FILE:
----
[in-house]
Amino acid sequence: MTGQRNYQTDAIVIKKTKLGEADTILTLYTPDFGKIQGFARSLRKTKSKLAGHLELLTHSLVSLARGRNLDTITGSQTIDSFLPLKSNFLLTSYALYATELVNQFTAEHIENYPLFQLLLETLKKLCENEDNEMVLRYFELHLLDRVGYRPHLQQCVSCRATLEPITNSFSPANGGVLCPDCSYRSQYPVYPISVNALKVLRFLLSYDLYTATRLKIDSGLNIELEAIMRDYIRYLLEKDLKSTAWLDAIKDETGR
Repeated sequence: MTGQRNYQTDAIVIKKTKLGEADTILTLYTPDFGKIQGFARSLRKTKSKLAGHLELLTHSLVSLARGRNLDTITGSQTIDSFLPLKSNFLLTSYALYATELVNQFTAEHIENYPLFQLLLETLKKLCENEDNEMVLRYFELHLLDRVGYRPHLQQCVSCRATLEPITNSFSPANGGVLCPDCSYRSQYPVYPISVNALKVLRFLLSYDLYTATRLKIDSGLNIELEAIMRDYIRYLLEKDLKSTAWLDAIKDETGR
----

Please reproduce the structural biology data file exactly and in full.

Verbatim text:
[in-house]
Amino acid sequence: MTGQRNYQTDAIVIKKTKLGEADTILTLYTPDFGKIQGFARSLRKTKSKLAGHLELLTHSLVSLARGRNLDTITGSQTIDSFLPLKSNFLLTSYALYATELVNQFTAEHIENYPLFQLLLETLKKLCENEDNEMVLRYFELHLLDRVGYRPHLQQCVSCRATLEPITNSFSPANGGVLCPDCSYRSQYPVYPISVNALKVLRFLLSYDLYTATRLKIDSGLNIELEAIMRDYIRYLLEKDLKSTAWLDAIKDETGR
Repeated sequence: MTGQRNYQTDAIVIKKTKLGEADTILTLYTPDFGKIQGFARSLRKTKSKLAGHLELLTHSLVSLARGRNLDTITGSQTIDSFLPLKSNFLLTSYALYATELVNQFTAEHIENYPLFQLLLETLKKLCENEDNEMVLRYFELHLLDRVGYRPHLQQCVSCRATLEPITNSFSPANGGVLCPDCSYRSQYPVYPISVNALKVLRFLLSYDLYTATRLKIDSGLNIELEAIMRDYIRYLLEKDLKSTAWLDAIKDETGR